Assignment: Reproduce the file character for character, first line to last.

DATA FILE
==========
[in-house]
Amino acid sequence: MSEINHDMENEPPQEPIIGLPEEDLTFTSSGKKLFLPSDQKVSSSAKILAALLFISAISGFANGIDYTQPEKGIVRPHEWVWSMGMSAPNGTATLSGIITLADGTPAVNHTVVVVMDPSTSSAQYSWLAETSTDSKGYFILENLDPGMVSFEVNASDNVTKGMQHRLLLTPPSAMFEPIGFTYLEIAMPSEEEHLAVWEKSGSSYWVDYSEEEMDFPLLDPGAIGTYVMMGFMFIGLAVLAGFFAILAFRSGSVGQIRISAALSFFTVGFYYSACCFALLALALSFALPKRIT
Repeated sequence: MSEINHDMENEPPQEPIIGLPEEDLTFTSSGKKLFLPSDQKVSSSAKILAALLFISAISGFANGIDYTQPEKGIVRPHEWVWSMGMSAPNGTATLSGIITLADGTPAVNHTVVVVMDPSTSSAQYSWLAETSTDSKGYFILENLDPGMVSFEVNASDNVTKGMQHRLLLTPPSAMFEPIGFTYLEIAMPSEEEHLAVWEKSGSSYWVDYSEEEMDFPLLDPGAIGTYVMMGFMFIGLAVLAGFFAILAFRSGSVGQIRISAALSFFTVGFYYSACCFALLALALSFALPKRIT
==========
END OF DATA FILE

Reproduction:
[in-house]
Amino acid sequence: MSEINHDMENEPPQEPIIGLPEEDLTFTSSGKKLFLPSDQKVSSSAKILAALLFISAISGFANGIDYTQPEKGIVRPHEWVWSMGMSAPNGTATLSGIITLADGTPAVNHTVVVVMDPSTSSAQYSWLAETSTDSKGYFILENLDPGMVSFEVNASDNVTKGMQHRLLLTPPSAMFEPIGFTYLEIAMPSEEEHLAVWEKSGSSYWVDYSEEEMDFPLLDPGAIGTYVMMGFMFIGLAVLAGFFAILAFRSGSVGQIRISAALSFFTVGFYYSACCFALLALALSFALPKRIT
Repeated sequence: MSEINHDMENEPPQEPIIGLPEEDLTFTSSGKKLFLPSDQKVSSSAKILAALLFISAISGFANGIDYTQPEKGIVRPHEWVWSMGMSAPNGTATLSGIITLADGTPAVNHTVVVVMDPSTSSAQYSWLAETSTDSKGYFILENLDPGMVSFEVNASDNVTKGMQHRLLLTPPSAMFEPIGFTYLEIAMPSEEEHLAVWEKSGSSYWVDYSEEEMDFPLLDPGAIGTYVMMGFMFIGLAVLAGFFAILAFRSGSVGQIRISAALSFFTVGFYYSACCFALLALALSFALPKRIT